Day boats lining √áesme’s harbor tout excursions in the Aegean for swimming, snorkeling, or simply relaxing. A day usually includes stops at Donkey Island (there really are donkeys there), the Blue Lagoon, and Black Island. At 25 YTL ($20) with lunch included, these tours are a good value. Stroll along the harbor the night before to inspect the boats.

    If exploring the shipwrecks offshore is more your speed, or you just want to brush up on some rusty diving skills, contact Dolphin Land (tel. 0232/337-0161; fax 0232/486-2309; www.divecesme.com) for information on their day trips around Cesme. They also offer PADI certification with English instruction.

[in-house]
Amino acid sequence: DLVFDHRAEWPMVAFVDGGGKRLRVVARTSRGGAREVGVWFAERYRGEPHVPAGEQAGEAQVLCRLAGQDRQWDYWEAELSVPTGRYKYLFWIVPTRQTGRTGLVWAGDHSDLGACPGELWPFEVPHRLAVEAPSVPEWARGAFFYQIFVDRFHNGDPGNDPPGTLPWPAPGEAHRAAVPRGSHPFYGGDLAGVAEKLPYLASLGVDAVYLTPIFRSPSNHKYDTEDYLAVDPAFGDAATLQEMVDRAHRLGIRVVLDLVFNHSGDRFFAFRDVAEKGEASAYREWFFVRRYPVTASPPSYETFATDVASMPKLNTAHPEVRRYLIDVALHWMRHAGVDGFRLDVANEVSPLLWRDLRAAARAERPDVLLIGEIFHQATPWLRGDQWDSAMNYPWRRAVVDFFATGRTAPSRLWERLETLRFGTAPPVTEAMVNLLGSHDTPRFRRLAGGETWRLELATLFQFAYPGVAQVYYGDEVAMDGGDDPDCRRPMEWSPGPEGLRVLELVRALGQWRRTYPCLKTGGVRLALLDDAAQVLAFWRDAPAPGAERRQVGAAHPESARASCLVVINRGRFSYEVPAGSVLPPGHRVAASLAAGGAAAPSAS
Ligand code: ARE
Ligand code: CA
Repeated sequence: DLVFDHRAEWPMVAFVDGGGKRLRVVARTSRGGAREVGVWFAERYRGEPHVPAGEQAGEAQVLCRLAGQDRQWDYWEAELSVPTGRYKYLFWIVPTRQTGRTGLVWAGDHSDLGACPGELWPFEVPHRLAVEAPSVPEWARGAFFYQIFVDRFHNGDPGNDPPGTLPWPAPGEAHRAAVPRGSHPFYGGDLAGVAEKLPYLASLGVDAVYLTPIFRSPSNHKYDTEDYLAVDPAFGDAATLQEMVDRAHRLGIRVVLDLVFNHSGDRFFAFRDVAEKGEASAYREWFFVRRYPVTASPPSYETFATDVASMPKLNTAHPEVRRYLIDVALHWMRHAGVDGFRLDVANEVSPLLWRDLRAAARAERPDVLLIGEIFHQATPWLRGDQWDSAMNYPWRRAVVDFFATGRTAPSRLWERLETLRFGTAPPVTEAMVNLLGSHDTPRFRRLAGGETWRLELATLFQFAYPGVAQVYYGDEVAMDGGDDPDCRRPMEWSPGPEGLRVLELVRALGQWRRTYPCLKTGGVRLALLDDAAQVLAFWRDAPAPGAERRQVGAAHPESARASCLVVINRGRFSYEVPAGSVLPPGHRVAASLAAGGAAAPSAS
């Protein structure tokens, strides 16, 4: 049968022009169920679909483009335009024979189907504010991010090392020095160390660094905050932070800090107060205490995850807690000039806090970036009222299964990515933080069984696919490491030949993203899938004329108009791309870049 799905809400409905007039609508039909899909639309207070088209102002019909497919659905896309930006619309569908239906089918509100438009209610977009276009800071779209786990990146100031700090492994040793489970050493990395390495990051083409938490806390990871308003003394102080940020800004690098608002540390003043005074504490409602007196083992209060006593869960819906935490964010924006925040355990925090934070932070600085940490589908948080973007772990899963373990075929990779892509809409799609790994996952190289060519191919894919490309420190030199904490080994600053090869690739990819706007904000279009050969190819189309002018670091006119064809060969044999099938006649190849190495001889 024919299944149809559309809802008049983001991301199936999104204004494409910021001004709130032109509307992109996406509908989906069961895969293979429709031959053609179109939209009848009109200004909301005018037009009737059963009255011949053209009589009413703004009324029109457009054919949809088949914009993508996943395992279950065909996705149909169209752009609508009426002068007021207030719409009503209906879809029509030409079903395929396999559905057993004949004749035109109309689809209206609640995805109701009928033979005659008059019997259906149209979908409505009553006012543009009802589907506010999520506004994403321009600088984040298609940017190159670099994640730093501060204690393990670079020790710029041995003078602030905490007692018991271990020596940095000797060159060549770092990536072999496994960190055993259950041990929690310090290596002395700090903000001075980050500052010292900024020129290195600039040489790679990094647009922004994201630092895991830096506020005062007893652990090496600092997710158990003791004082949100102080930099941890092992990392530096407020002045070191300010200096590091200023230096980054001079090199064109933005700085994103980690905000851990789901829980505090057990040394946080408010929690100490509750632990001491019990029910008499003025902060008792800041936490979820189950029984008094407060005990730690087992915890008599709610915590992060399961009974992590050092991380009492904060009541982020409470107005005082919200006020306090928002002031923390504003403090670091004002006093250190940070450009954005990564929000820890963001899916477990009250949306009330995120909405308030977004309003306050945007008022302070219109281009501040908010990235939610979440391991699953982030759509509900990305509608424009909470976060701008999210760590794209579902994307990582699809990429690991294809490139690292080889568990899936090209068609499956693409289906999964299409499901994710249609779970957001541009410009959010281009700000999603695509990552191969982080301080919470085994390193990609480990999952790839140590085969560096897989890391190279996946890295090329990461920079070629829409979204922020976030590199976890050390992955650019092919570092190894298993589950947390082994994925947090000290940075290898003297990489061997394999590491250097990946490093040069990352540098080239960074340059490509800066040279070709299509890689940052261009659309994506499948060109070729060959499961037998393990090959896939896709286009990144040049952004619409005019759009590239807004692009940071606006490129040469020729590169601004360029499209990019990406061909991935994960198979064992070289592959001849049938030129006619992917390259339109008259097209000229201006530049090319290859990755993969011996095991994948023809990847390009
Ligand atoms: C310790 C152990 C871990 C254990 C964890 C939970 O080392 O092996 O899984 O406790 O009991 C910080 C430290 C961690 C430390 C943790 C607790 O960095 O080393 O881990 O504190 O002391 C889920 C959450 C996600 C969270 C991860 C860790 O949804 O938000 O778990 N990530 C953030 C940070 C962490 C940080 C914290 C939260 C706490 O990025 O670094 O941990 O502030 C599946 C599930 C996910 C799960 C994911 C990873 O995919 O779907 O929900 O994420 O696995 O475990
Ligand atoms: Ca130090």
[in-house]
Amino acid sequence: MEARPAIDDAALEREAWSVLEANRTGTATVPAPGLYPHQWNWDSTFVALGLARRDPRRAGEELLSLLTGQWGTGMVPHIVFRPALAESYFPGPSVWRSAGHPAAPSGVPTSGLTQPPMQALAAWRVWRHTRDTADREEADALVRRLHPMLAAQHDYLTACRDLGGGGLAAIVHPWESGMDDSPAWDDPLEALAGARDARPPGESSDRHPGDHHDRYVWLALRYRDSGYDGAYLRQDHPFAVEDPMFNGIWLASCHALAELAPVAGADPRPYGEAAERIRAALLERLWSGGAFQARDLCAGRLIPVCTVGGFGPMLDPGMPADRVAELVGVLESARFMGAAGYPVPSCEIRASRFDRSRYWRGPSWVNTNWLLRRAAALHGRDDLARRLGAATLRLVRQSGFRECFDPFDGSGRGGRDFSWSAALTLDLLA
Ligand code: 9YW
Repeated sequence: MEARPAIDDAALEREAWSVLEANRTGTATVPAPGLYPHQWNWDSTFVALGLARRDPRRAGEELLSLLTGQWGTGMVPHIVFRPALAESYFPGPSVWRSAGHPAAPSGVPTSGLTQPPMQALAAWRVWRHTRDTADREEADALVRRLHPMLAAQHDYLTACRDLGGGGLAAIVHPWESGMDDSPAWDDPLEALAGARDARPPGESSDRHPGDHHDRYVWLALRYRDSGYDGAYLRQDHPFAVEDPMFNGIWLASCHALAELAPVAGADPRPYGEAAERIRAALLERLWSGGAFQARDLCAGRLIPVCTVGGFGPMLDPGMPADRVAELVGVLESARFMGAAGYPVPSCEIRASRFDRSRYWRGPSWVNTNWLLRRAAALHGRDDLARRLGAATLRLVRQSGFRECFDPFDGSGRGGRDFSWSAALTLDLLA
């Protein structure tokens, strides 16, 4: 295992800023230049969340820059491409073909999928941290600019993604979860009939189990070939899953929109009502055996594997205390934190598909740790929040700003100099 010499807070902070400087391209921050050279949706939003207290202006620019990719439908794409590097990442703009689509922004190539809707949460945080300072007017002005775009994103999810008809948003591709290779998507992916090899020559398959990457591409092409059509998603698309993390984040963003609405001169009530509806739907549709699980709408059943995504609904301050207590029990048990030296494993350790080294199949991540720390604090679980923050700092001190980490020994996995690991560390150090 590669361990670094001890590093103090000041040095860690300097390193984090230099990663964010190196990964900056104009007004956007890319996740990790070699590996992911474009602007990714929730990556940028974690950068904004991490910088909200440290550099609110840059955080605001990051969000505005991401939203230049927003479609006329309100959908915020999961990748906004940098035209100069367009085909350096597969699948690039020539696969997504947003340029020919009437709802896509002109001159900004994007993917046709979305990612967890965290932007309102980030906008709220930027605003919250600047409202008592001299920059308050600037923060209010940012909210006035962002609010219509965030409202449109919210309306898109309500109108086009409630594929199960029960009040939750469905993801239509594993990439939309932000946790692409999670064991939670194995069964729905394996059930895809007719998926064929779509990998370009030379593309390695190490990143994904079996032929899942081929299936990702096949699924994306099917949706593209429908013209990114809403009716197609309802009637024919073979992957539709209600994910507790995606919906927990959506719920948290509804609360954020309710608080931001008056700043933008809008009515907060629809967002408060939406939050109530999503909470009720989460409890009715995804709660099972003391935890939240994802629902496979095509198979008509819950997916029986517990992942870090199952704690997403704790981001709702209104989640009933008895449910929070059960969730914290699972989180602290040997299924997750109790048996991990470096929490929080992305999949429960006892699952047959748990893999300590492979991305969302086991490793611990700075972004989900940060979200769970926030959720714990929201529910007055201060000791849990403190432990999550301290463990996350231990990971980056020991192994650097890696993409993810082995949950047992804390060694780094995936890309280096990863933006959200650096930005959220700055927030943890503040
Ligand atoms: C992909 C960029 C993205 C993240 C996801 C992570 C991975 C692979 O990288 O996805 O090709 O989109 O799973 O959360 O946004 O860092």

People drive from as far as Izmir and beyond for a night out at one of the beachfront restaurant/dance clubs of √áesme. The one with the most longevity is the SeasideBeach Club, Ala√ßati Bay (next to the S√ºzer Hotel; tel. 0232/716-9899), which has been close to the heart of Turkey’s jet set (those not in Bodrum) and in-crowd. The newer open-air club at the Hotel Grand Ontur, side of Havacilar Sitesi, Dalyan Mevkii (tel. 0232/724-0011), takes advantage of the spectacular cliff-top setting and open seas. The cover for both clubs is 30YTL ($23).